by MARTIN DEAN
Based on my faxes and e-mail, it's clear you are seriously concerned about office security and the protection of sensitive client information. So, here's more on the subject.
Let's talk telephones. Something we all take for granted is the security we have while using the telephone. The cellular industry wants us to believe that we're talking on just another type of telephone. We're not -- we're talking on the radio.
We know that there are both federal and state laws which prohibit the interception of telephone calls.
We also know that cordless and cellular telephone conversations are protected to some degree (California Evidence Code §952). "But," as they say on late-night television, "wait, there's more!"
True, under these codes, cases and statutes, communications with a client are considered privileged. But, folks, that's just not enough.
None of us wants to tell our client: "Sorry, the opposition got our trial strategy/public offering price/expert opinion information, but don't worry they won't be able to introduce it at trial."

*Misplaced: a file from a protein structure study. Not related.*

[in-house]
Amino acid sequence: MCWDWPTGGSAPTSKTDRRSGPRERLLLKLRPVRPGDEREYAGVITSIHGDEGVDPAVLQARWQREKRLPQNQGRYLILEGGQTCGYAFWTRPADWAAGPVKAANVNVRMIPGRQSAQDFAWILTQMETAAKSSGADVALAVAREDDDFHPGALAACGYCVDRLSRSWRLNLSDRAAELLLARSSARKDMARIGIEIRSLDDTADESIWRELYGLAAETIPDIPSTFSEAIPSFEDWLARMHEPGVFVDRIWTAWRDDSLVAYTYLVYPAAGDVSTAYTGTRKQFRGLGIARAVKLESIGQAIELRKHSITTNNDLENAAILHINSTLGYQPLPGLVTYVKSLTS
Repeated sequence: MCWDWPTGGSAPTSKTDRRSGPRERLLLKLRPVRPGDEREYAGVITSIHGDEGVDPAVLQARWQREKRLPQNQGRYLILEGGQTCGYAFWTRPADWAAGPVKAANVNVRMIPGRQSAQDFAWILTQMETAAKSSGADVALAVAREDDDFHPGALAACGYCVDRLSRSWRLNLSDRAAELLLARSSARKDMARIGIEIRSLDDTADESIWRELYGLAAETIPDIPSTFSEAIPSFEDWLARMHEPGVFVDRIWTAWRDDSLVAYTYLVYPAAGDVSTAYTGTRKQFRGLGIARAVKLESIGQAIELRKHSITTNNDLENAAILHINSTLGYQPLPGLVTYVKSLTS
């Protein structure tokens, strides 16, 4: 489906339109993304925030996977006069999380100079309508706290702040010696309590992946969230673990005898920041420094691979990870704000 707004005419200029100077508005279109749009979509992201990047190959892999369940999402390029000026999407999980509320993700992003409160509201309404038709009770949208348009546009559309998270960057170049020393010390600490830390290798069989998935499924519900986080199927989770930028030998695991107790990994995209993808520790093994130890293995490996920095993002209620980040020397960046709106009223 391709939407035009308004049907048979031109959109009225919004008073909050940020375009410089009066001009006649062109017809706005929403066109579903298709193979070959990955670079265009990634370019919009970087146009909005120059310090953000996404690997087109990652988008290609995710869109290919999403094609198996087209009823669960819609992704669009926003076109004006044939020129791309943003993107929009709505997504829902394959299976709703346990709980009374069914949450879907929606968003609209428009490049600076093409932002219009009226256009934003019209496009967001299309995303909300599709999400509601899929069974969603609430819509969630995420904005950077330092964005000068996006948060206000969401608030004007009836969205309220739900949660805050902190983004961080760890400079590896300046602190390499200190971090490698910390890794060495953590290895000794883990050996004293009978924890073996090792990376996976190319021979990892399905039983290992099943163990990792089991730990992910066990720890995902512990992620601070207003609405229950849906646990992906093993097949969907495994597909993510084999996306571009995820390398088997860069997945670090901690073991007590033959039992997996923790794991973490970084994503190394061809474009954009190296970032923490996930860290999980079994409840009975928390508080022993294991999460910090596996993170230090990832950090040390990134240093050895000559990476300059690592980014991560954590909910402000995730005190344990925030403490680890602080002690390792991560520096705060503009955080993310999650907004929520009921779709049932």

With that kind of information, who would need to?
Did you also know that the conversations that you have on a cordless telephone and, of course, a cellular telephone are easily intercepted? How easy? Buy the book, Tune In On Telephone Calls (CRB Research Books), or dozens of others like it, and find out just how easy interception really is.
Because cellular and cordless telephones all broadcast on the FM frequency range, every word can be heard on radios that cost as little as $200 or as much as $2,000.
You used to be able to buy these receivers at Radio Shack until they added circuitry to block the telephone frequencies. But, no matter. According to a lawyer-techie-lunch-pal, reconfiguring the radio to listen in to the forbidden bands is a five dollar job.
And, if you haven't heard the story a gazillion times, you need to be reminded that cellular telephones broadcast on television channels 70-83.
Got an old TV set in the basement with a mechanical tuner that gets these channels? Got a baby monitor in the house? Both of these tuners can listen to telephone conversations in nearby passing cars or your neighbor's most secret cellular telephone conversations, without modification.
Bottom line -- while it is our duty to advise clients about the confidentiality of their communications (Business & Professions Code §6068(e)), we don't often think to ask them about how they want us to keep their secrets. Try these suggestions:
In the future, we'll look at security on the Internet. As they say on old time radio: "Stay tuned!"
Martin Dean, a San Francisco attorney, can be reached by e-mail at: email@example.com.